Published 22nd December 2017
Education is a field that a lot of people have very strong opinions about, probably because it’s kind of important. In the TEFL world, teachers, researchers, publishers and parents all have their own ideas about how things should and shouldn’t be. Many of these controversies have really stood the test of time, with debate still raging around them in conferences, staff rooms and on social media.
Of course, everyone is entitled to their own opinion and so here we look at a few of these controversies and give you our two cents’ worth on each of them.
This is a biggie, but it’s quite outdated by now. Traditionally, teachers were expected to teach Received Pronunciation, or what was otherwise known as BBC English. These days, there are not many people who actually speak BBC English (even those on the BBC) so this aim for a particular accent is a bit misplaced.
What’s more, there is no standard English spoken anywhere in the world. Different Englishes have different accents, vocabulary and even grammar. Our students need to be exposed to a variety of Englishes in order to learn to understand them, because they never know who they might end up communicating with. At the same time, the English they should be focusing on producing simply needs to be clear, comprehensible language. Communication is key, not sounding like a TV presenter from the 80s.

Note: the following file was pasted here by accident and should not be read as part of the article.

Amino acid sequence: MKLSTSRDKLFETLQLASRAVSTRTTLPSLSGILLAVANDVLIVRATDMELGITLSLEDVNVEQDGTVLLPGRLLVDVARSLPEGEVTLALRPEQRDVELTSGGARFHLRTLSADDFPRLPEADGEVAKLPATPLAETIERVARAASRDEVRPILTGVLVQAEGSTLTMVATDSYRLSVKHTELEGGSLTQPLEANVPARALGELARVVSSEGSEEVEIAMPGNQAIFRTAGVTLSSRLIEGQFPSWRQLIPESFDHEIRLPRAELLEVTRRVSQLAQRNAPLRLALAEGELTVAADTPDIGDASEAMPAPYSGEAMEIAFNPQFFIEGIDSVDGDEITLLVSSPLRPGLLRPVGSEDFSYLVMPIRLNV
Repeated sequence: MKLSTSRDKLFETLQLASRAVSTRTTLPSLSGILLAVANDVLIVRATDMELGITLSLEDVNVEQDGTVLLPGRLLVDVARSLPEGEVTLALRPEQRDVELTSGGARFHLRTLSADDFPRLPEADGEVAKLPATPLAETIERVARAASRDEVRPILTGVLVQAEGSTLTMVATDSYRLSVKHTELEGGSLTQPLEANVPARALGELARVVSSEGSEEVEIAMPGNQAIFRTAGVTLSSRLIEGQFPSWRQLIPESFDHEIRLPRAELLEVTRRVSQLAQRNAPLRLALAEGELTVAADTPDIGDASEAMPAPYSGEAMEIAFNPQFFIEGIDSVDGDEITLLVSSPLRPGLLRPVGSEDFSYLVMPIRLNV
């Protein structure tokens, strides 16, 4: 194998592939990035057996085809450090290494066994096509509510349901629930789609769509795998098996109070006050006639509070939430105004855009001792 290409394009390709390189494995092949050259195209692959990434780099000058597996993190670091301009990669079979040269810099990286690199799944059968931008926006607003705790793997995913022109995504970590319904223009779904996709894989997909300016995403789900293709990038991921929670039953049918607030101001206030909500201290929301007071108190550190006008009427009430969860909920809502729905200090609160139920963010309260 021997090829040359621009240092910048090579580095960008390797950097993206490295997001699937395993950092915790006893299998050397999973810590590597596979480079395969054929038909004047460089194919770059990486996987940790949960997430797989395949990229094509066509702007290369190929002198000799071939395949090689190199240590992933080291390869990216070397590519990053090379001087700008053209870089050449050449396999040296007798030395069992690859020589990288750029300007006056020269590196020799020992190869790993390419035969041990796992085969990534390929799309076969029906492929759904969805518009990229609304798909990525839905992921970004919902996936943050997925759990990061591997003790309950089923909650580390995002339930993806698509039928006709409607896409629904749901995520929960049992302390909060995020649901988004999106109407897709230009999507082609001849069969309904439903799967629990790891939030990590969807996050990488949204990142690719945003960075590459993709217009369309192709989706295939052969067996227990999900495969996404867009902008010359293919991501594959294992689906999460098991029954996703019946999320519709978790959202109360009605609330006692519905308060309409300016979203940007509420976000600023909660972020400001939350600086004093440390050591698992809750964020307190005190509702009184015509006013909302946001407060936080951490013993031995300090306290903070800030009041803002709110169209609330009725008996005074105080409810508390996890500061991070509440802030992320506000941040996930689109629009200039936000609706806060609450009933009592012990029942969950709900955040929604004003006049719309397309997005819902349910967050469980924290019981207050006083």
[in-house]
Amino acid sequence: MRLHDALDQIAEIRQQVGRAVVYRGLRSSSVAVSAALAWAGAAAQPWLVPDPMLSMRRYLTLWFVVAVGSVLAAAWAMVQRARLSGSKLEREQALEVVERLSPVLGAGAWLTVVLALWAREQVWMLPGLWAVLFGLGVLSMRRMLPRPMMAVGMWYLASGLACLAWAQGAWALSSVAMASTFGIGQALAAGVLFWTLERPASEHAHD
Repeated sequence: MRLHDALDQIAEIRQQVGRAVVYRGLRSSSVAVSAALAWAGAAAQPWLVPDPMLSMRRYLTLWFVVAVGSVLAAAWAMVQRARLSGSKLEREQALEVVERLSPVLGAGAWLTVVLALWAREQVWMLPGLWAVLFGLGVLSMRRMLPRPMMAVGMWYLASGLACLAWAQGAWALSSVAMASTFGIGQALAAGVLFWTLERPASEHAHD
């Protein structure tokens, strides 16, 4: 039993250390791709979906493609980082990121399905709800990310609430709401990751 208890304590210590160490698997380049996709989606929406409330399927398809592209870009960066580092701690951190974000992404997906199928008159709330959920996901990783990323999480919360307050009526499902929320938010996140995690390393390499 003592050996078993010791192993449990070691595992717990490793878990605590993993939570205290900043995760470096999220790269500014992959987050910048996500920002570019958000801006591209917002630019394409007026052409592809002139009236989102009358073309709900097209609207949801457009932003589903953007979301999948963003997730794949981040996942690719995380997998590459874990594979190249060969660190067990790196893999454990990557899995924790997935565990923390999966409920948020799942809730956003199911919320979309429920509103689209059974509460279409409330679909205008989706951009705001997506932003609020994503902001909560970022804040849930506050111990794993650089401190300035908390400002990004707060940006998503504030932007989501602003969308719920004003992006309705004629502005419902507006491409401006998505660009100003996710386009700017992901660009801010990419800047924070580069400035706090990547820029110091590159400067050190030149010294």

Translation in the Classroom
There are many teachers who believe very strongly that there is no place for translation in the English as a Foreign Language classroom. Students are there to learn by immersion and translation will interfere with that process, or so the thinking goes.
While it is true that translation can be problematic if it is overused or if the translation is incorrect, there is no real reason not to use translation appropriately and effectively in the classroom. After all, it’s another teaching technique to add to our arsenal.
Multiple Intelligences and Learner Styles
On your TEFL course you may have learnt about the different intelligences that our students have (linguistic, musical or spatial to name a few) and the idea that this dictates the way our students learn best. In theory, we need to employ a variety of teaching methods and learning activities in order to cater for the learning needs of all our learners.
This is a very nice theory. There is certainly some truth in the matter – we all prefer studying a particular way, be it taking copious amounts of notes, parrot-style repetition or mind maps. However, this is not to say that students can only use one method of learning. If that were the case then most people would not have learnt anything at school, which invariably focuses on linguistic and logical-mathematical reasoning. Having said that, though, it is a nice idea to include a variety of activities in your lessons.
There is no doubt that these controversies will continue raging for many years to come. Keep an open mind about them and listen to other people’s opinions but ultimately you can make up your mind how you feel about these issues.